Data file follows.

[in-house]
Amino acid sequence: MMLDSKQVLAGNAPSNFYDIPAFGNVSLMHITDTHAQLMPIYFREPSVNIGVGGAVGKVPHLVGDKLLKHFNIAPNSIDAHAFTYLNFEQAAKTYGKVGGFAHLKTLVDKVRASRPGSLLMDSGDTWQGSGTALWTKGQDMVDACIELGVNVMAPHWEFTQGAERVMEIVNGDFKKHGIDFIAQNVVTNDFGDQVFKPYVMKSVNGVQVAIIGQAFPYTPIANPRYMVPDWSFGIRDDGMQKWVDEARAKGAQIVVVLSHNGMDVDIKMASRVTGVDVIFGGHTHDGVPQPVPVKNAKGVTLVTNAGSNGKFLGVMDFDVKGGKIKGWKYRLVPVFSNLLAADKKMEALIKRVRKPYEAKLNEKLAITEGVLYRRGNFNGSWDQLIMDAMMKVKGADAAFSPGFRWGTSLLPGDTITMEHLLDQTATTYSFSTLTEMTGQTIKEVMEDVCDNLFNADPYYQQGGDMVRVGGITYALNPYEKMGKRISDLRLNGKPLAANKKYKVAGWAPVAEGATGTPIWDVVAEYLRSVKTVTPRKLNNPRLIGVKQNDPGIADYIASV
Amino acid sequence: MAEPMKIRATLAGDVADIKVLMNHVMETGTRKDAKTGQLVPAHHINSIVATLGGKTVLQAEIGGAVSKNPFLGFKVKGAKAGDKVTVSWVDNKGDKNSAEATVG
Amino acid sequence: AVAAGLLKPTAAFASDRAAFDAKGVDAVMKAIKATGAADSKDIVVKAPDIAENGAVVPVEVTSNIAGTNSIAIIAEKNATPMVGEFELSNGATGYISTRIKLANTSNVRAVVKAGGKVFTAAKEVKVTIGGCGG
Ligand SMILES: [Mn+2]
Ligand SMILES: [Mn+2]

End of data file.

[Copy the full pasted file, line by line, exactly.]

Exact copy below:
[in-house]
Amino acid sequence: MMLDSKQVLAGNAPSNFYDIPAFGNVSLMHITDTHAQLMPIYFREPSVNIGVGGAVGKVPHLVGDKLLKHFNIAPNSIDAHAFTYLNFEQAAKTYGKVGGFAHLKTLVDKVRASRPGSLLMDSGDTWQGSGTALWTKGQDMVDACIELGVNVMAPHWEFTQGAERVMEIVNGDFKKHGIDFIAQNVVTNDFGDQVFKPYVMKSVNGVQVAIIGQAFPYTPIANPRYMVPDWSFGIRDDGMQKWVDEARAKGAQIVVVLSHNGMDVDIKMASRVTGVDVIFGGHTHDGVPQPVPVKNAKGVTLVTNAGSNGKFLGVMDFDVKGGKIKGWKYRLVPVFSNLLAADKKMEALIKRVRKPYEAKLNEKLAITEGVLYRRGNFNGSWDQLIMDAMMKVKGADAAFSPGFRWGTSLLPGDTITMEHLLDQTATTYSFSTLTEMTGQTIKEVMEDVCDNLFNADPYYQQGGDMVRVGGITYALNPYEKMGKRISDLRLNGKPLAANKKYKVAGWAPVAEGATGTPIWDVVAEYLRSVKTVTPRKLNNPRLIGVKQNDPGIADYIASV
Amino acid sequence: MAEPMKIRATLAGDVADIKVLMNHVMETGTRKDAKTGQLVPAHHINSIVATLGGKTVLQAEIGGAVSKNPFLGFKVKGAKAGDKVTVSWVDNKGDKNSAEATVG
Amino acid sequence: AVAAGLLKPTAAFASDRAAFDAKGVDAVMKAIKATGAADSKDIVVKAPDIAENGAVVPVEVTSNIAGTNSIAIIAEKNATPMVGEFELSNGATGYISTRIKLANTSNVRAVVKAGGKVFTAAKEVKVTIGGCGG
Ligand SMILES: [Mn+2]
Ligand SMILES: [Mn+2]